Actuary campaigns for ‘Better Bennelong’ in 2016 Election

With the date set for the Federal Election, actuary Martin Mulcare is ramping up his campaign to run as an independent candidate in the safe Liberal seat of Bennelong. He discusses how actuarial skills are guiding his campaign efforts and vision, as Australia grapples with housing affordability, health and economic challenges a week on from the Budget.

“Actuaries are not well known among the general public. But those who recognise the profession respond very positively”, says Martin, speaking from his experience of introducing himself to the extended community of late.

After qualifying as an Actuary in 1986, Martin spent the next 20 years in the financial services industry, working with small life insurers; consulting; and in a Chief Actuary role before transitioning to general management.

“My actuarial training has been the basis for this idea of coming up with evidence-based policies. Analysing data, making some sense of it, exploring options and coming up with recommendations is, in essence, my approach to policy,” he says.

Since 2005, Martin has worked as a facilitator and business adviser. He is also heavily involved in the profession through the Actuaries Institute.

“Most actuaries have a pretty good handle on project management so that’s pretty helpful for the campaigning side of what I’m doing here too,” he says.

“There’s also a strong tradition as professionals to seek peer review. I’ve run my campaign issues past many people from different disciplines and that’s been really helpful on things like brand, video, positioning, and websites.”

Like Helen McLeod, an actuary running against Josh Frydenberg in the blue-ribbon Liberal seat of Kooyong, Victoria this election, Martin hopes to represent his community as well as his unique profession, in the public arena when he runs for the seat of Bennelong in the Federal election this year.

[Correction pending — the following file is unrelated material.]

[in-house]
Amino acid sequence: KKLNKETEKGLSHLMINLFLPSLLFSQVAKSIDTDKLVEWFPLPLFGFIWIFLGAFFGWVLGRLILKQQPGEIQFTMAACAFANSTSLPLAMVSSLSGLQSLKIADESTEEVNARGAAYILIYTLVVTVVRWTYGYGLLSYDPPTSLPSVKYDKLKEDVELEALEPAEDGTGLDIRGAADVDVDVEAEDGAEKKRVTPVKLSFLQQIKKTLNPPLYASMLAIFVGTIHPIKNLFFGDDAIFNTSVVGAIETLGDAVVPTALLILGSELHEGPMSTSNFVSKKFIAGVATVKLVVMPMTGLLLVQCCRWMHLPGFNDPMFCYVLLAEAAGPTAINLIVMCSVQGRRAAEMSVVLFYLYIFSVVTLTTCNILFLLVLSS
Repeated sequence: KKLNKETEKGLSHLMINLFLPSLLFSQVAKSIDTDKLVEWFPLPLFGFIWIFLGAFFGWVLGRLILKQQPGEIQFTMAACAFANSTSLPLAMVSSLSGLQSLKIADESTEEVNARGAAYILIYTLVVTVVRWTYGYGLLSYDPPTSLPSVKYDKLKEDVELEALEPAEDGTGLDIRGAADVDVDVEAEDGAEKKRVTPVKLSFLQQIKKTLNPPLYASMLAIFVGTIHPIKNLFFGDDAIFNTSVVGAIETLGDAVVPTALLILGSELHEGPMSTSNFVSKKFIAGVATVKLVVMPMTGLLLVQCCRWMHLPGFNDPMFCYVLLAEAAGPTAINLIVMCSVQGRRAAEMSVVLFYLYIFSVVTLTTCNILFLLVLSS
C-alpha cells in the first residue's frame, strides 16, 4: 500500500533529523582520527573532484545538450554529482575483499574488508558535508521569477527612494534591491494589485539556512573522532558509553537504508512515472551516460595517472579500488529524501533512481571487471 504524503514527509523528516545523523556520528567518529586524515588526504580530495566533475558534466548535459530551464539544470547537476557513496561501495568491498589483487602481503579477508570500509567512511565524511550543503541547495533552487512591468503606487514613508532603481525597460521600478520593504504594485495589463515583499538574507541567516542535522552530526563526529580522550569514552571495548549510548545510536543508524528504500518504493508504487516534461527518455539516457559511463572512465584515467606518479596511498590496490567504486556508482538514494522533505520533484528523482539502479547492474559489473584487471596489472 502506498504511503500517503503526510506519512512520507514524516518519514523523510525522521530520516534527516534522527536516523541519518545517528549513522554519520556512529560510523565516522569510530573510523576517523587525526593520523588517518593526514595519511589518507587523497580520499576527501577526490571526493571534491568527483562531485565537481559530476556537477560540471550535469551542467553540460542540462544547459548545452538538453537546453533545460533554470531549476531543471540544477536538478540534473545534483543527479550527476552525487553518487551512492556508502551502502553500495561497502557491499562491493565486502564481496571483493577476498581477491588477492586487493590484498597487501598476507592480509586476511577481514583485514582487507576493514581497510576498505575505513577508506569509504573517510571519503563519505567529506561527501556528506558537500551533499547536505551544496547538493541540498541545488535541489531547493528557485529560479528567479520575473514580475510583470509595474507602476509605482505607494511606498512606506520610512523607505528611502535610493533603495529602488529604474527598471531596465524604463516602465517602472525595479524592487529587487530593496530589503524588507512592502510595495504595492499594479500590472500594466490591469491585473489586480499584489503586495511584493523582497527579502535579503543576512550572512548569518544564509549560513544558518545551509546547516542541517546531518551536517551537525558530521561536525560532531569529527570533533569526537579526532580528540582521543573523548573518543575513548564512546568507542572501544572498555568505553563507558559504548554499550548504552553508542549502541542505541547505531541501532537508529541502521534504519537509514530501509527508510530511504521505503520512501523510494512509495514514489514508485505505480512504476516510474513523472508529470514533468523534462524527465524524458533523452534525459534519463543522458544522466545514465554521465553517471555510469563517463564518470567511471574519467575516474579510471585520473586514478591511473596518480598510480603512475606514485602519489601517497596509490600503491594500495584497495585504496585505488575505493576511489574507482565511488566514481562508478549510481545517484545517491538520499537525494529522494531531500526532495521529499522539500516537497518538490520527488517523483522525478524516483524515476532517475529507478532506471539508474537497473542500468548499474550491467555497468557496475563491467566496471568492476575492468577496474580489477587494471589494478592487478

With a double dissolution election set for July 2, now is the time for bringing issues of national significance to the ‘kitchen table’. 


The importance of differentiation

Martin hopes to differentiate himself from the major parties by, of course, being independent, but also highly transparent with his voting actions.

He takes lessons from independent Cathy McGowan, who wrestled the regional Victorian seat of Indi from Sophie Mirabella as an independent in the 2013 election.

“People often ask ‘how does an independent vote when a party doesn’t tell them what to do?’ For every formal vote taken in parliament, Cathy McGowan posted on her website how she voted, how the government voted and how other non-major party members of government voted so it was very easy to see when she was disagreeing or agreeing with government and other non-major parties,” Martin says, adding that he plans to borrow this idea if elected.

Martin also plans to differentiate himself from smaller parties by not being a ‘single issues’ person. He will look to emulate Cathy’s concept of ‘kitchen table conversations’ which are “all about getting people to take an interest in issues and be informed,” he says. For example, Martin has asked the people of Bennelong to rank issues by importance (see below graph) and he has prepared ‘issues kits’ for individuals and community groups.

Bennelong Issues Graph

 The challenge is to come up with a reasonably understandable, coherent story about each of these big issues,” says Martin. “My main focus is providing forums and information that will encourage people in my area to have some well-founded discussions about these critical areas.”

At a time when Australia’s mining and manufacturing sector is in decline, Martin has three priority areas he sees as underpinning his election platform:

  • Innovation and education
  • Social Welfare
  • Taxation

A week on from the Budget, Martin believes there remains a lack of quality in the conversation around key issues facing the nation. The emphasis on a ‘political’ budget, especially with three-year terms, severely impedes our national progress. I think it is time to change the system. That’s why I’m standing.”


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